(While there is no income floor for the new CTC, there remains a ceiling, which is why not all families will receive it: the tax credit begins to phase out for jointly filing couples making more than $150,000, single filing individuals making more than $75,000, or single parents making more than $112,500. Families can check their eligibility here.)

Experts project that the new benefit will cut child poverty nearly in half. According to an analysis by Columbia University's Center on Poverty and Social Policy, the expanded CTC will slash the child poverty rate to 7.5% from its current rate of 13.6%, a 44.9% reduction.

The same analysis projects that the poverty rate will be reduced by 45.4% for Hispanic children, by 52.4% for Black children, and by 61.5% for Native American children.

This change is more than just a tweak in tax law: it marks a momentous shift in U.S. efforts to combat poverty. The enhanced tax credit is essentially the nation's first experiment with a monthly national child allowance, a policy already adopted by Great Britain, Germany, and a litany of other countries.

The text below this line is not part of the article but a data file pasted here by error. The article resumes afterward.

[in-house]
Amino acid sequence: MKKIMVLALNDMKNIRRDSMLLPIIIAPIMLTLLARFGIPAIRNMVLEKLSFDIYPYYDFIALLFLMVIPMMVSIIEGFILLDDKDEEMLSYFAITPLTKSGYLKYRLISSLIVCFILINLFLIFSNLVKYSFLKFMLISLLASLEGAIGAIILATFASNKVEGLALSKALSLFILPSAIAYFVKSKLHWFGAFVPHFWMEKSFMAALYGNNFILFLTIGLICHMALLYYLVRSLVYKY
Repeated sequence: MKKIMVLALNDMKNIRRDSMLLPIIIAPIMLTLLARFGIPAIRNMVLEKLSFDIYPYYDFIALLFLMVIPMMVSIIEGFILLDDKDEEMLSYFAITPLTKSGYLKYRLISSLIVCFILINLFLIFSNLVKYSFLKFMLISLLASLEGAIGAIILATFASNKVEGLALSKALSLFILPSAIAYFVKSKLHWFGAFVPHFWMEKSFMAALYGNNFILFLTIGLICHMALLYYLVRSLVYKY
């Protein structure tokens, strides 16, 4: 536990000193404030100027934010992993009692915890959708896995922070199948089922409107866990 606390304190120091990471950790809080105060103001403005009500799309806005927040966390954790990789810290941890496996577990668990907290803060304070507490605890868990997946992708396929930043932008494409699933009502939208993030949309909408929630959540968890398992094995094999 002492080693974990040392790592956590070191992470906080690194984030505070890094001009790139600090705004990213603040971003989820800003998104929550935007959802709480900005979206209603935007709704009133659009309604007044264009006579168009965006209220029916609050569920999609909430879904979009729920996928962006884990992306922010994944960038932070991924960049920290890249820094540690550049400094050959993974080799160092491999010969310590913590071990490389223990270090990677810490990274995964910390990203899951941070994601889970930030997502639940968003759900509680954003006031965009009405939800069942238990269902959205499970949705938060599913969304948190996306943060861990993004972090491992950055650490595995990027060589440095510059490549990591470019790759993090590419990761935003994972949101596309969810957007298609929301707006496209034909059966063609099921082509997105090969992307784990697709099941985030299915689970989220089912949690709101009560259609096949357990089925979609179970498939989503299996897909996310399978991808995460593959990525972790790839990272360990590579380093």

"For the first time in our nation's history, American working families are receiving monthly tax relief payments to help pay for essentials like doctor's visits, school supplies, and groceries," Treasury Secretary Janet Yellen said in a statement. "This major middle-class tax relief and step in reducing child poverty is a remarkable economic victory for America — and also a moral one."

However, the expanded tax credit also has its critics: Republican lawmakers, who voted unanimously against the March stimulus package, have decried the elimination of the income requirements for the benefit, saying it removes an incentive for Americans to find work.

"Not only does Biden's plan abandon incentives for marriage and requirements for work, but it will also destroy the child-support enforcement system as we know it by sending cash payments to single parents without ensuring child-support orders are established," said Sen. Marco Rubio (R-FL), who was a chief advocate for the most recent expansion of the CTC, as part of the Trump-era tax cuts in 2017.

"The Biden Child Allowance is anti-work, and it certainly isn't pro-family. No one should be fooled."